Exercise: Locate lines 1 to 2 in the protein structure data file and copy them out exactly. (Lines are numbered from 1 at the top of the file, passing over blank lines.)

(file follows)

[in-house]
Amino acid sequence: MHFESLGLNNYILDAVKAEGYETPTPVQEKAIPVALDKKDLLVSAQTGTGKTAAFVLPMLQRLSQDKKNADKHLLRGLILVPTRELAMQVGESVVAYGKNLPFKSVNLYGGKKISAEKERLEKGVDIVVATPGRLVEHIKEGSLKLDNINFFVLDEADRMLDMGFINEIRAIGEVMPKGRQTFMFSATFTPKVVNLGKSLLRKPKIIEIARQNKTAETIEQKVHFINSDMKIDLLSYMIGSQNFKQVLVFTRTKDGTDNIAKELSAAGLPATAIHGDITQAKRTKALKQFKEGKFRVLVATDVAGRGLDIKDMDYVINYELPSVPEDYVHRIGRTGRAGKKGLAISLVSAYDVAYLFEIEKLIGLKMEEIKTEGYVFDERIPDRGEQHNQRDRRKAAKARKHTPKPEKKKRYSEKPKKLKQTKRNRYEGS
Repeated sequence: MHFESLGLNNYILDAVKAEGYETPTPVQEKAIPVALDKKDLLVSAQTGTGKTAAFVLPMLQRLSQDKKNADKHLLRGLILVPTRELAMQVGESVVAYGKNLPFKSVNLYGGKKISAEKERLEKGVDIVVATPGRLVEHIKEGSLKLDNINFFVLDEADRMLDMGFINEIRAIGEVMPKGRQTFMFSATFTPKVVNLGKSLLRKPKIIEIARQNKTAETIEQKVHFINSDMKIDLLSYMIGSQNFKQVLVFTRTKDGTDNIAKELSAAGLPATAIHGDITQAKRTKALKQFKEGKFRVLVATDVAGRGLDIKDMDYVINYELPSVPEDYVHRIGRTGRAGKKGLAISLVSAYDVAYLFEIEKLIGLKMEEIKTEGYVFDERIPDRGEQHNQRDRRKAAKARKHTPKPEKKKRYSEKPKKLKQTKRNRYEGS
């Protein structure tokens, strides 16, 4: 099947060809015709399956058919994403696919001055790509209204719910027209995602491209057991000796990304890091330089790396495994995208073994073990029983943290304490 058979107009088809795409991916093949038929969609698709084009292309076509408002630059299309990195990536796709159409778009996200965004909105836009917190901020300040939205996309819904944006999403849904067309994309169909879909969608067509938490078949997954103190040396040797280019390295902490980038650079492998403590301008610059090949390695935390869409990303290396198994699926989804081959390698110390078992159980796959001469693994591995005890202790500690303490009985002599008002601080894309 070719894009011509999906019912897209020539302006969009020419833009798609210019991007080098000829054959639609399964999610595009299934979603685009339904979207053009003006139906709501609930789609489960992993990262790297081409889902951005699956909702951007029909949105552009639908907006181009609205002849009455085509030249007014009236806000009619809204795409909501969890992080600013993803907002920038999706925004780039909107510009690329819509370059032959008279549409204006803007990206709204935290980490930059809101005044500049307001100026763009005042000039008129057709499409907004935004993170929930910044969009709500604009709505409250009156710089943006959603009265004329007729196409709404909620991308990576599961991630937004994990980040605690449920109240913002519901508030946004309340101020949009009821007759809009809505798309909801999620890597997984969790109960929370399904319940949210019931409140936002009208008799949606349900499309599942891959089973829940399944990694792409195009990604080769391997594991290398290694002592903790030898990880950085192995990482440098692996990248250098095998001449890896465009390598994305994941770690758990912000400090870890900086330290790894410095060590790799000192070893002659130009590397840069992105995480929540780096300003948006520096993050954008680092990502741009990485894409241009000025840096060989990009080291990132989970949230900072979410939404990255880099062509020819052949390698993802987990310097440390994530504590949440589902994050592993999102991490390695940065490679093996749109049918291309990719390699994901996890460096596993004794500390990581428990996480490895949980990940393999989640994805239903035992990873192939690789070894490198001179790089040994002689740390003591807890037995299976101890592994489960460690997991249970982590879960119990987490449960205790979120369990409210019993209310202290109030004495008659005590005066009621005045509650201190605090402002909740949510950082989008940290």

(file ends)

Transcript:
[in-house]
Amino acid sequence: MHFESLGLNNYILDAVKAEGYETPTPVQEKAIPVALDKKDLLVSAQTGTGKTAAFVLPMLQRLSQDKKNADKHLLRGLILVPTRELAMQVGESVVAYGKNLPFKSVNLYGGKKISAEKERLEKGVDIVVATPGRLVEHIKEGSLKLDNINFFVLDEADRMLDMGFINEIRAIGEVMPKGRQTFMFSATFTPKVVNLGKSLLRKPKIIEIARQNKTAETIEQKVHFINSDMKIDLLSYMIGSQNFKQVLVFTRTKDGTDNIAKELSAAGLPATAIHGDITQAKRTKALKQFKEGKFRVLVATDVAGRGLDIKDMDYVINYELPSVPEDYVHRIGRTGRAGKKGLAISLVSAYDVAYLFEIEKLIGLKMEEIKTEGYVFDERIPDRGEQHNQRDRRKAAKARKHTPKPEKKKRYSEKPKKLKQTKRNRYEGS